Award season wraps up tonight with the coronation of the Most Valuable Players, which should be Shohei Ohtani in the American League if everybody maintained proper perspective of the sheer improbability of his existence, and an open question between Juan Soto and Bryce Harper in the National League.
The White Sox won’t factor into that discussion, but they appeared like buckshot across the Cy Young ballot tally. Robbie Ray beat out Gerrit Cole for the top spot, but Lance Lynn finished in the show position at No. 3, giving the White Sox their first pitcher on the podium since Chris Sale finished behind Corey Kluber and Felix Hernandez in 2014.
Better yet, Carlos Rodón came out of nowhere to finish fifth, raising some White Sox history in the most White Sox of ways.
And that’s not all. Liam Hendriks’ work as the American League’s top reliever earned an eighth-place finish with three third place votes and one fifth-place vote, while Lucas Giolito received just the latter to share 11th place with Raisel Iglesias.
(José Berríos finished in ninth,, for those tracking that head-to-head comparison with Giolito for contract-extension purposes.)
In the Manager of the Year voting, Tony La Russa received four second-place votes and three thirds, which was only good enough for sixth place in an American League with a number of compelling stories. A.J. Hinch finished seventh with three third-place votes, which sets the table for a more direct head-to-head comparison next year.
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Courtesy of the always-yet-sometimes reliable Bob Nightengale, the White Sox made their first appearance in the hot stove rumor mill this winter with a connection to Justin Verlander, voiced more strongly than other forms of initial interest.
The fit made some sense, but considering the rumor arrived around the same time as ones connecting Verlander to other teams (Dodgers, Braves), it seemed like a leverage ploy — especially since Verlander supposedly maintained a preference for a team that spent the spring in Florida.
The rumor died in a matter of hours, when Verlander’s brother announced that the Houston Astros were retaining him. Verlander rejected the $18.4 million qualifying offer before signing with the Astros. He’ll get $25 million for 2022, with a $25 million player option for the same amount.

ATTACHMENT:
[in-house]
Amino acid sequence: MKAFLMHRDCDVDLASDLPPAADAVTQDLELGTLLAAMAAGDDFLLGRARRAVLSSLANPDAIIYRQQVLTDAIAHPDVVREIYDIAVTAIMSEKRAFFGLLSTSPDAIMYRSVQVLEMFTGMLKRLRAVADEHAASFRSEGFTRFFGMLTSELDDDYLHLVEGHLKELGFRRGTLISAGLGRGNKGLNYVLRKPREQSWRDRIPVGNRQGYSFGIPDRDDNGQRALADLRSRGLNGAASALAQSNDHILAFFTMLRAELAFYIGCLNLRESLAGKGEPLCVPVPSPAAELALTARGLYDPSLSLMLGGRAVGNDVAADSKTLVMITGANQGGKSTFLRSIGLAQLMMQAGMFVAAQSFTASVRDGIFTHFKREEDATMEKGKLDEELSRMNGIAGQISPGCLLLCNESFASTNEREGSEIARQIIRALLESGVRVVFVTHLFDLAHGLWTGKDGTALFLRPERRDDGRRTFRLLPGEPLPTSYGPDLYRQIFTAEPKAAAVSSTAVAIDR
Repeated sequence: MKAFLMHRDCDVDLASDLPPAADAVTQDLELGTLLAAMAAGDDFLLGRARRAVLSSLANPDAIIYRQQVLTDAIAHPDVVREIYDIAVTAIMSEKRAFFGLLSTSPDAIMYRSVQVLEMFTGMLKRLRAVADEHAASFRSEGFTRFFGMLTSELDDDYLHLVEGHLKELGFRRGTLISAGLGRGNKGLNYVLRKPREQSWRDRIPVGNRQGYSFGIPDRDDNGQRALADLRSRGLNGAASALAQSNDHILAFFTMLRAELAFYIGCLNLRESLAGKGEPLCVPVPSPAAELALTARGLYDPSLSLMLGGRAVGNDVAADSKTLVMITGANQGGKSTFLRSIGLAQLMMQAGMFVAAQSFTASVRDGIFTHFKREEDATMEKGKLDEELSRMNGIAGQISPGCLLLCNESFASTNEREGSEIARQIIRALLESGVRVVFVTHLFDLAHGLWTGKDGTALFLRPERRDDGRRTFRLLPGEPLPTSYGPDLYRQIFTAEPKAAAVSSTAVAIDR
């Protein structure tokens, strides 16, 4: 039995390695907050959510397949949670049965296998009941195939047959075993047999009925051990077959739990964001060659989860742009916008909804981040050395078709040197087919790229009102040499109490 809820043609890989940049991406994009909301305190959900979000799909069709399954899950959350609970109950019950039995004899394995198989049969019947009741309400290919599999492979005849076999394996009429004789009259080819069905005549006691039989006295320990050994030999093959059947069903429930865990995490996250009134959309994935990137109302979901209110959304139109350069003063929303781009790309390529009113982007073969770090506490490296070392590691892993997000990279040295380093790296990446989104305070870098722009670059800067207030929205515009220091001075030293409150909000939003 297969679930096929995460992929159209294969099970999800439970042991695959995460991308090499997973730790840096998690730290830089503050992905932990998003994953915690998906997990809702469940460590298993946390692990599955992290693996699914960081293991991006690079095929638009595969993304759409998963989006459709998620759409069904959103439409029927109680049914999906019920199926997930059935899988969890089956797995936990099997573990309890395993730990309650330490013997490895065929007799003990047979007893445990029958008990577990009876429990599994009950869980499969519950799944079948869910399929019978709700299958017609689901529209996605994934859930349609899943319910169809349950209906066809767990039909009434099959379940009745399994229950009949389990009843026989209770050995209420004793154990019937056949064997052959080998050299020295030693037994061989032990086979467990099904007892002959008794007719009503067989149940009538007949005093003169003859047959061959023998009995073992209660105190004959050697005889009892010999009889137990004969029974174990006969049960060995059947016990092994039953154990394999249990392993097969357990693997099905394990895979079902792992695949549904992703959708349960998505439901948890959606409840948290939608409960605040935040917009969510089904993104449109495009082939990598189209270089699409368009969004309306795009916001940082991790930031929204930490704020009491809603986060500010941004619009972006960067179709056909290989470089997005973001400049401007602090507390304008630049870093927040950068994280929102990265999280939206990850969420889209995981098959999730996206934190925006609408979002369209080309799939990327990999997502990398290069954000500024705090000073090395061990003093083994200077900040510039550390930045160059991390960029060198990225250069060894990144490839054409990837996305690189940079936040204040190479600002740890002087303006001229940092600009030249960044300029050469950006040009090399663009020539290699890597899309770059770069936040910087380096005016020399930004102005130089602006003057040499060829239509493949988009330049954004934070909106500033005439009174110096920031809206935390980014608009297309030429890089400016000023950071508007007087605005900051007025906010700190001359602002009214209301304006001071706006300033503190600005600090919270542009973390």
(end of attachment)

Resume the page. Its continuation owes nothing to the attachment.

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Speaking of the qualifying offer, Brandon Belt was the only player of 14 to accept the terms, as he’ll return to the San Francisco Giants for $18.4 million. Verlander joins Belt in staying with his current organization, while Eduardo Rodriguez already signed with the Detroit Tigers and Noah Syndergaard with the Angels.
That leaves 10 players who opted for free agency with draft-pick compensation attached.
- Nick Castellanos,
- Michael Conforto
- Carlos Correa
- Freddie Freeman
- Raisel Iglesias
- Robbie Ray
- Corey Seager
- Marcus Semien
- Trevor Story
- Chris Taylor
Seiya Suzuki will also be joining the free agent pool in short order, as the Hiroshoma Carp are planning on posting Nippon Professional Baseball’s most interesting man next week. That could only leave one week for a negotiation process before the expiration of the collective bargaining agreement and a potential lockout, when usually the process allows 30 days for it to play out. The Athletic’s Andrew Baggarly says the leagues are working to agree to freeze Suzuki’s eligibility in the event of a transaction freeze.
(Photo by Mike Dinovo/USA TODAY Sports)
Seiya Suzuki should be on the whitesox radar and its kind of surprising that he doesn’t seem to be. Also surprising after the success with Tadahito and Shingo that the sox don’t have a little better market advantage in Japan. Obviously the coastal teams will always have a built in advantage for travel but the sox also with their strong Cuban ties should be more involved in Japan. Some Cuban players continue to go to Japan to get eligibility in the states.
I would be shocked if the Sox aren’t putting together an aggressive offer for him, mainly because it would be stupid not to and having him on the team would be a hell of a lot of fun. If he’s even just “good” as opposed to “great,” his contract will still be a solid value because there’s no way he’s getting as much money as an established MLB RF.
And why wouldn’t he want to come to the Sox? They are built to win now, have experience with Japanese players, and on our team he wouldn’t have any pressure to be “the man.” If he came here and played decent defense, hit at least 20 homers, and got on base, he would be adored by the fanbase, IMO.
i’m hopeful that the rumor that they were in on Verlander should bode well for being in on Suzuki because it shows they’re at least monitoring high-end talent for positions of need.
granted there’s a massive intel difference in that they’ve seen Verlander destroy their lineup for the last ~15 years and they’ve probably only seen Suzuki highlights on youtube
Shingo Takatsu was a success?